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In 2009, Zondervan released the Zondervan Illustrated Bible Backgrounds Commentary. The Old Testament portion of this set is a massive 5-volume, 3000+ page, hard cover boxed set that cost about as much as my first car. (The New Testament set is a mere 4 volumes.)

The dilemma is that this heavy and expensive set (about $35/volume) is also immensely helpful for giving interested readers a sense of the cultural background to the Bible. Zondervan has begun responding to this problem by breaking up these volumes and selling them as individual volumes on single books of the Bible (between $13 and $15 on Amazon).

The three volumes just released are Genesis by John H. Walton (who is also the general editor of the entire set), Isaiah by David W. Baker, and Psalms by John W. Hilber (for which there is no Amazon link, for some reason).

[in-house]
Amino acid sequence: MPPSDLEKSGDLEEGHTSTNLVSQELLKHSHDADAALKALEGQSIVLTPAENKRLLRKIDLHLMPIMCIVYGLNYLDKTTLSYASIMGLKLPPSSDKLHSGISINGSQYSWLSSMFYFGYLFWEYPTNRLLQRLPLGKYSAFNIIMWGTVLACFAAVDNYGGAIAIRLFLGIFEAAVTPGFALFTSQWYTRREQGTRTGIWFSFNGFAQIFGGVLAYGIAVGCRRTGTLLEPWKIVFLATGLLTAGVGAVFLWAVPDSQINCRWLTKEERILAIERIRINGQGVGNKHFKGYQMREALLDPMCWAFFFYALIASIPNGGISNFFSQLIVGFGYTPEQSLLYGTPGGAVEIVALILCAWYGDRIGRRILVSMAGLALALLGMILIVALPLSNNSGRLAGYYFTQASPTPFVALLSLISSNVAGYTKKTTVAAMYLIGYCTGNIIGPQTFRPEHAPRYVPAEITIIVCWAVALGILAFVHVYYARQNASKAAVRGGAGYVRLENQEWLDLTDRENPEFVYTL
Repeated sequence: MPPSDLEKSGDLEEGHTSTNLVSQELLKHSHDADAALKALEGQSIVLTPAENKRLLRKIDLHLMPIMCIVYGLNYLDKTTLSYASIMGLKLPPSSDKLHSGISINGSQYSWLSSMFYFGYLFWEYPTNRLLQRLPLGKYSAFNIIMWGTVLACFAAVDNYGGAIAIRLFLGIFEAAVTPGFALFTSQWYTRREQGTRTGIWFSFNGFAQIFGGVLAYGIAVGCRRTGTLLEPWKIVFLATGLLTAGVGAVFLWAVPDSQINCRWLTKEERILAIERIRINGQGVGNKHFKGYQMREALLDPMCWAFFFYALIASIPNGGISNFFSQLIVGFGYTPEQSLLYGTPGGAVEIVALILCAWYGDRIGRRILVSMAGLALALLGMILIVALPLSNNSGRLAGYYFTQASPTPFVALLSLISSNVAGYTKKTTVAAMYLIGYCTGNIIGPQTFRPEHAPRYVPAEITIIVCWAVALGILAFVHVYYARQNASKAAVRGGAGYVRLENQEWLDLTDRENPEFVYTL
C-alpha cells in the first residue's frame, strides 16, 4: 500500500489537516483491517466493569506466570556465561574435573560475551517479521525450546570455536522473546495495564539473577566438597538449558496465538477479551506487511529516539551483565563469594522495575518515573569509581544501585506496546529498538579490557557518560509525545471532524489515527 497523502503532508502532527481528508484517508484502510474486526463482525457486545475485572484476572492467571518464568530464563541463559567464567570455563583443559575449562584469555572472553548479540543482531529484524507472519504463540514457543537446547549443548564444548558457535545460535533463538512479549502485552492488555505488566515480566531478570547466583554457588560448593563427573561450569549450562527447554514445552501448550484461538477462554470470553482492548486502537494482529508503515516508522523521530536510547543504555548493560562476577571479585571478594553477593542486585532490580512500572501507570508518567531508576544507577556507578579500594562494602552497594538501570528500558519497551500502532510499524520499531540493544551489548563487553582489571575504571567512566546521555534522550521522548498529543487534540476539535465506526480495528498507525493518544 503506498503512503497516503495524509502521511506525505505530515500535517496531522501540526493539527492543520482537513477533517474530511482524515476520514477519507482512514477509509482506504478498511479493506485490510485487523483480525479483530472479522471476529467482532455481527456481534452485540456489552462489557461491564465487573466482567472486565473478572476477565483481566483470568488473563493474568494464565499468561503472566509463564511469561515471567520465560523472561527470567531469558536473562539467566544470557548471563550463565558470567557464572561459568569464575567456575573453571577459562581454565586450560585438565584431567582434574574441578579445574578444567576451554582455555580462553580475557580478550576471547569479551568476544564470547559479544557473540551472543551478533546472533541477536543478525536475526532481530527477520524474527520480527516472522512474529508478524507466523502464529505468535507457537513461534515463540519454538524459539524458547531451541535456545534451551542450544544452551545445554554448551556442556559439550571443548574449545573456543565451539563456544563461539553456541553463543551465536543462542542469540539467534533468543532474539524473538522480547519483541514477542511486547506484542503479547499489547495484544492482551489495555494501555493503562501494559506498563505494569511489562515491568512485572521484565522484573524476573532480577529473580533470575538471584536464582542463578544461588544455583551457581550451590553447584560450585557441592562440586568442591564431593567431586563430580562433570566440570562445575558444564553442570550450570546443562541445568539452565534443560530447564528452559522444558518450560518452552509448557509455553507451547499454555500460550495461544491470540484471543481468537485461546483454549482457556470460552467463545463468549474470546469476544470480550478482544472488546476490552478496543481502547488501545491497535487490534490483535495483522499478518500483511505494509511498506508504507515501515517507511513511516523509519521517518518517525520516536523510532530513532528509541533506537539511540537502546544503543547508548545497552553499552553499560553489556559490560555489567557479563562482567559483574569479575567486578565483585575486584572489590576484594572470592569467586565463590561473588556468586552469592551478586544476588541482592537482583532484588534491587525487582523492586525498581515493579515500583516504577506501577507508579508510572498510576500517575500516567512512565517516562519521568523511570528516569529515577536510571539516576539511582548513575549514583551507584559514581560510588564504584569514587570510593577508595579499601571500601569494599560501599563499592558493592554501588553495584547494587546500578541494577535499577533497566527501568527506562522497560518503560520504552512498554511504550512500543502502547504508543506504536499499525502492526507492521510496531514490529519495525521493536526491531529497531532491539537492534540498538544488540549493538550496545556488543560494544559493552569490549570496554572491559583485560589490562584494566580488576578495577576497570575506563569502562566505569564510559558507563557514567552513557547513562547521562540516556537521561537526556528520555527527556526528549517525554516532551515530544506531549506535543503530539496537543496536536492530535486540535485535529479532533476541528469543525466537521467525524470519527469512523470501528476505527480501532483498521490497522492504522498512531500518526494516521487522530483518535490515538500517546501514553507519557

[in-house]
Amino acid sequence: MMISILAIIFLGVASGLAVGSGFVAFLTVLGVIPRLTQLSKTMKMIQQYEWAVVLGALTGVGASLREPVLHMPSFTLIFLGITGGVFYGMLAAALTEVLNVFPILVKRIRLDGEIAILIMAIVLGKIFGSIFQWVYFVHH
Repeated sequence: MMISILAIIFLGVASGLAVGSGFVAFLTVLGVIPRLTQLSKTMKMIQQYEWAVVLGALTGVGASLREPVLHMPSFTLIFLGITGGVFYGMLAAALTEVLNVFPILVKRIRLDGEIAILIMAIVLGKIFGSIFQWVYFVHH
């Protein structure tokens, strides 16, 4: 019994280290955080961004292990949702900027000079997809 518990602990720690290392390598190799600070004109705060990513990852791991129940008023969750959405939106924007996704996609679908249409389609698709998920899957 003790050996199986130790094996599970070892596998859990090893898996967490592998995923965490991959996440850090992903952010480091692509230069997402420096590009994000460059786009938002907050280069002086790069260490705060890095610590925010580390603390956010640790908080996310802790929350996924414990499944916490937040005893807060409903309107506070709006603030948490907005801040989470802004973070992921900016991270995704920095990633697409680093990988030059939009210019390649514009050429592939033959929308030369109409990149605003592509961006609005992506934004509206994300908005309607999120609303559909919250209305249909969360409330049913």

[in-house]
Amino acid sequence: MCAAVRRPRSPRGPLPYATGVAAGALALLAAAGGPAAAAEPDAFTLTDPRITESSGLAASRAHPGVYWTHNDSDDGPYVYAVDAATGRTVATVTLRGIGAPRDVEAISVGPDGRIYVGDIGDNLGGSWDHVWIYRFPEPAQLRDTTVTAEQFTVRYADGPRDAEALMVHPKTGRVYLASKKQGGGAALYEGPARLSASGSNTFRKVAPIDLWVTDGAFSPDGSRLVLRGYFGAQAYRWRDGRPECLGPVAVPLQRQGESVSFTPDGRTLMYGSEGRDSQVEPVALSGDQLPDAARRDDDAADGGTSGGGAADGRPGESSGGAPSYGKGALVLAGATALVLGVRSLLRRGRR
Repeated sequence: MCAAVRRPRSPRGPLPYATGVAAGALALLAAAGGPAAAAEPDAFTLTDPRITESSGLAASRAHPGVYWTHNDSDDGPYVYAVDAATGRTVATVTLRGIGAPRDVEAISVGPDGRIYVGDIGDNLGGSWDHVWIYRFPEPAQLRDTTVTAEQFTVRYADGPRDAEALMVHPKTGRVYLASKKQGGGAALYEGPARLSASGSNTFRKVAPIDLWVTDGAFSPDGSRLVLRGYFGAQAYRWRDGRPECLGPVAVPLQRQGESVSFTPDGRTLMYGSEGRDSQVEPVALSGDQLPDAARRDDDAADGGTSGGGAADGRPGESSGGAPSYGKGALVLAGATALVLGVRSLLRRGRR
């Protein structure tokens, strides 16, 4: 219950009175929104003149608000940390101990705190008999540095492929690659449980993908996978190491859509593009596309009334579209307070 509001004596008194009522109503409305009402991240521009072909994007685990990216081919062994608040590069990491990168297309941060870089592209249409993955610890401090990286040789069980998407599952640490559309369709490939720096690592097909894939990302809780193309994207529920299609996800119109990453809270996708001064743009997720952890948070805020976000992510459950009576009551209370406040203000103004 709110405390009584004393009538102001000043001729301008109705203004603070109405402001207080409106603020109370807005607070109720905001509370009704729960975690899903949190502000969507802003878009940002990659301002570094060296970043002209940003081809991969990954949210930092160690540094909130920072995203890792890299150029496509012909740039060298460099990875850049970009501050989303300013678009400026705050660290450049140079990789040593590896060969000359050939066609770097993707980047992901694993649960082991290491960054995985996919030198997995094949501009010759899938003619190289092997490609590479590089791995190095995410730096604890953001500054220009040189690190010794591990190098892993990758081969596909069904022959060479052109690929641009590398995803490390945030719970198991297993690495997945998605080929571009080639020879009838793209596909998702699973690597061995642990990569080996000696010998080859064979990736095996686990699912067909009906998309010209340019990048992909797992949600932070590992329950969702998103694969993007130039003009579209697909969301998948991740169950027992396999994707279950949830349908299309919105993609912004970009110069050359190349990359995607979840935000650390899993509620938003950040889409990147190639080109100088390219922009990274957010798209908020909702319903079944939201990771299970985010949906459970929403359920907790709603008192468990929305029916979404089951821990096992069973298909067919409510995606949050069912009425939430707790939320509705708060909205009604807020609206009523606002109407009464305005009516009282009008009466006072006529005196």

I am very glad to see these volumes released in an affordable manner to make them more accessible. The great strength of this entire set is the broad sweep of cultural background information given–which includes copious photographs, maps, and charts. Readers are not shortchanged in their exposure to the Old Testament’s cultural setting. Students who need to track down issues on a deeper level will have more than enough to do by working through the learned and insightful footnotes (over 700 in Genesis and Psalms, and nearly 1800 in Isaiah). These books give you a ton of information right at your fingertips.

The limitation of these volumes is that they tend to give “standard” evangelical answers to perennial issues that do not sit easily within evangelical boundaries, and at times punt when controversy is afoot. Without wanting to diminishing my strong endorsement of these volumes, I see a tendency for some if its authors to lapse into a common evangelical “dance” with critical biblical scholarship that I find at best distracting and unhelpful.